EGU General Assembly 2022
© Author(s) 2022. This work is distributed under
the Creative Commons Attribution 4.0 License.

A global Local Climate Zone map: revealing intra-urban heterogeneity.

Jonas Kittner1, Matthias Demuzere1, Gerald Mills2, Christian Moede1, Dev Niyogi3, Jasper van Vliet4, and Benjamin Bechtel1
Jonas Kittner et al.
  • 1Ruhr University Bochum, Institute of Geography, Urban Climatology Group, Bochum, Germany
  • 2School of Geography, University College Dublin, Dublin, Ireland
  • 3Department of Geological Sciences, Jackson School of Geosciences, and Department of Civil, Architectural, and Environmental Engineering, Cockrell School of Engineering, University of Texas at Austin, Austin, Texas, USA
  • 4Institute for Environmental Studies, VU University Amsterdam, De Boelelaan 1085, 1081, HV, Amsterdam, the Netherlands

There is a scientific consensus on the need for spatially detailed information on urban landscapes at a global scale to support a range of environmental services, as cities are acknowledged as places of: intense resource consumption and waste generation and foci of population and infrastructure that are exposed to multiple hazards of natural and anthropogenic origin. In the face of climate change, urban data is also required for future urbanisation pathways and urban design strategies, in order to “lock in” long-term resilience and sustainability, protecting cities from future decisions that could undermine their adaptability. Eventually, these global form-based, contextually specific urban planning and urban design strategies are the ultimate guarantors of successful life cycle costs, payback, and liveability. Moreover, these strategies are needed to identify the relevant data for planning and climate on neighbourhood, city and global scales, and to become part of a basic infrastructure to support a host of studies on exposure to environmental hazards, energy demand, climate adaptation and mitigation solutions and human health, as examples.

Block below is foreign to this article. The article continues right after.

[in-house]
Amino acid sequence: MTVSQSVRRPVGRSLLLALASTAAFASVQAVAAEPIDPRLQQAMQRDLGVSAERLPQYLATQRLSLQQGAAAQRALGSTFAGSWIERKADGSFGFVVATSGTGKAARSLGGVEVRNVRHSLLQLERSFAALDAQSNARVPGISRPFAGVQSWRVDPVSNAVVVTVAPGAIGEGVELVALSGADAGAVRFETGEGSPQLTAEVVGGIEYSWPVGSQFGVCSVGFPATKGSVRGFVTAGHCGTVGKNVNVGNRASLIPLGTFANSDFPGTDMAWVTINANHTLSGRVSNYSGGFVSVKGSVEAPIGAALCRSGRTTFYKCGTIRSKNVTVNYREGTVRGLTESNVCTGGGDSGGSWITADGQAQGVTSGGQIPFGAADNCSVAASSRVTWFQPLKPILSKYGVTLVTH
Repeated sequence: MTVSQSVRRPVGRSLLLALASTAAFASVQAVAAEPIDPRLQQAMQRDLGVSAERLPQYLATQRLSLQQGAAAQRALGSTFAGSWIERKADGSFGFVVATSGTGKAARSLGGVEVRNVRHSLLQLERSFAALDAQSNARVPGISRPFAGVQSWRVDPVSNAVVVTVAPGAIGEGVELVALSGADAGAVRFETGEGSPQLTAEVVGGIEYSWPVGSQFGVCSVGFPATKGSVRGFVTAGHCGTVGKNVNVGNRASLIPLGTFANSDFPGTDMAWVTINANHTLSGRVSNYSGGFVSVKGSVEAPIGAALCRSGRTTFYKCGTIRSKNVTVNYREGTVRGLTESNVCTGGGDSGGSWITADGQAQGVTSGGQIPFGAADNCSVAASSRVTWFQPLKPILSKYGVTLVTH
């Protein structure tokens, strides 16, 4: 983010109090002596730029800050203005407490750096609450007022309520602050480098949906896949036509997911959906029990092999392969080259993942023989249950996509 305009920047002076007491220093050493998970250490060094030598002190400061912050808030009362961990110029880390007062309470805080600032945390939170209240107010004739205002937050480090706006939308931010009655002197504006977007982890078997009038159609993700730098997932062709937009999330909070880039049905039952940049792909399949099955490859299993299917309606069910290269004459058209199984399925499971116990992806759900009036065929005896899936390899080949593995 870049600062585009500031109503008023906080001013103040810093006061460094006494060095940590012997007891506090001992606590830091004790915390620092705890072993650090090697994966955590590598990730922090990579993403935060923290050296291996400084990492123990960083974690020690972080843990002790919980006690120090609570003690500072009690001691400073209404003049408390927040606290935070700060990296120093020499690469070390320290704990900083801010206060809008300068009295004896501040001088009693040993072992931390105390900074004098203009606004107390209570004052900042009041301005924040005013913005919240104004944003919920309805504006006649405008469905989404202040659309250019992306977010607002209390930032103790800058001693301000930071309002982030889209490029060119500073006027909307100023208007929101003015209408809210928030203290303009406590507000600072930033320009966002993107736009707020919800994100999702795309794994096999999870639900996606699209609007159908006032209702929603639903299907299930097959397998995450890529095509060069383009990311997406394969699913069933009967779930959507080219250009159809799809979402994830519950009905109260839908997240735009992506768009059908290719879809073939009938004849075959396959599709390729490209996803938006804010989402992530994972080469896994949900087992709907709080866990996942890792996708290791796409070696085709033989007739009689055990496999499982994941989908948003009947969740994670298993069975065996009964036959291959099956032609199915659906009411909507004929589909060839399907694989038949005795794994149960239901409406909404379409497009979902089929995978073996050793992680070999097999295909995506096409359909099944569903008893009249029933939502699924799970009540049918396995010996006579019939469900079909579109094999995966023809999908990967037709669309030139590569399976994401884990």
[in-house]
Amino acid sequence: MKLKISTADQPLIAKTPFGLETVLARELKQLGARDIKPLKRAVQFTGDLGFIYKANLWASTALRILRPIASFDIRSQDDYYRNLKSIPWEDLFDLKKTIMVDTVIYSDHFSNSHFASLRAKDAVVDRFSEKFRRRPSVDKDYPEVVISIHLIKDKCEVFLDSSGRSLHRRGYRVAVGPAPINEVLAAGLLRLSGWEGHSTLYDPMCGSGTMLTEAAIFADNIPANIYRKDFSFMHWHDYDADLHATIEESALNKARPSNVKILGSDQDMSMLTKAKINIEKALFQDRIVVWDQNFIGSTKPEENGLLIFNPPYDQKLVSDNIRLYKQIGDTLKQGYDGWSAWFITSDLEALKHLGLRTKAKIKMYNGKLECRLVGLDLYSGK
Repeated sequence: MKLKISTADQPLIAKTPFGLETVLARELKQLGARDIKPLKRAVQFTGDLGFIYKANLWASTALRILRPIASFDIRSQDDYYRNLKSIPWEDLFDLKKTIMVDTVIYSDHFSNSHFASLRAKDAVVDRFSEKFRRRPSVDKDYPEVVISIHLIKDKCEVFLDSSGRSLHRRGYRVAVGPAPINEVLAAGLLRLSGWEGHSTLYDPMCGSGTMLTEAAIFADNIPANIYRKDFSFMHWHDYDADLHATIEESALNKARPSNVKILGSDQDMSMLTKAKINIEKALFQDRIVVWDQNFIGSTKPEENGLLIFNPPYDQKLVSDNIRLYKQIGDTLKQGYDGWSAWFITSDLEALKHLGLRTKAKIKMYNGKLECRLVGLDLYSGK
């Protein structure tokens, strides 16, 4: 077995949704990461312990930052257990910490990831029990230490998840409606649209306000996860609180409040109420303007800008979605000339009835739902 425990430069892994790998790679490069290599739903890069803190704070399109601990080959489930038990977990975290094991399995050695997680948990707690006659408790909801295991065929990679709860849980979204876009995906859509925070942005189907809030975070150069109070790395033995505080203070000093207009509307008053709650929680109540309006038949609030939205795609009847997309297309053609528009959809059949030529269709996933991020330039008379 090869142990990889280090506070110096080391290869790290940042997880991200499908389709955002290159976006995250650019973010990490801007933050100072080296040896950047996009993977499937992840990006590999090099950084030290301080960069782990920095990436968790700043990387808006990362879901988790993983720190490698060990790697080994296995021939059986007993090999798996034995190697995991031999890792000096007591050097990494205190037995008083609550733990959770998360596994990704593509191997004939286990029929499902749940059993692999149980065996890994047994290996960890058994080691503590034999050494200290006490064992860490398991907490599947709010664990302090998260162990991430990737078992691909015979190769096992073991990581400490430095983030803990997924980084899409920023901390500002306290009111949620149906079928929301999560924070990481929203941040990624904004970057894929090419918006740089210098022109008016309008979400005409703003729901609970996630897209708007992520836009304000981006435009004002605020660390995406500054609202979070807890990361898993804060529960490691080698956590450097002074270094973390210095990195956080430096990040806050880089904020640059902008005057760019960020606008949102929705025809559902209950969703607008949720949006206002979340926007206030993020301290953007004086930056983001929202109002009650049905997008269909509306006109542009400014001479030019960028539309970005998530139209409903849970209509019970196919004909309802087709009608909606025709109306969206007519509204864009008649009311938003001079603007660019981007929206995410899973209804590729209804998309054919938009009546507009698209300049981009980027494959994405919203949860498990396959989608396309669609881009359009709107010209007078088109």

Therefore, a more holistic urban landscape description is required, that goes beyond the urban mask and that enables the assessment of the spatial impact of urban planning decisions that will alter urban canopy parameters (UCPs) and their climate outcome. 

The global Local Climate Zone (LCZ) map presented here serves this purpose, as the LCZ typology is the only universal classification that can distinguish urban surfaces on a holistic basis, accounting for the typical combination of micro-scale land-covers and associated physical properties, all being the consequence of historic urbanisation patterns that reflect local terrain, culture, economy, etc. The 100m resolution global LCZ map is generated by feeding an unprecedented amount of labelled training areas (partly sourced from the LCZ Generator - and earth observation imagery into lightweight random forest models. Its quality is assessed using the default bootstrap-based cross validation alongside a thematic benchmark for 150 selected functional urban areas using independent global and open- source data on surface cover, surface imperviousness, anthropogenic heat and building height.

Complementing the single cities‘ LCZ maps accessible via the LCZ Generator, the global LCZ map for the first time reveals the world‘s intra-urban heterogeneity heterogeinity. In addition, as each LCZ type is associated with generic numerical descriptions of key UCPs, parameters critical to model atmospheric responses to urbanisation, the availability of this globally consistent and climate-relevant urban description is an essential prerequisite for developing fit-for-purpose integrated climate-sensitive urban planning policies.

How to cite: Kittner, J., Demuzere, M., Mills, G., Moede, C., Niyogi, D., van Vliet, J., and Bechtel, B.: A global Local Climate Zone map: revealing intra-urban heterogeneity., EGU General Assembly 2022, Vienna, Austria, 23–27 May 2022, EGU22-6213,, 2022.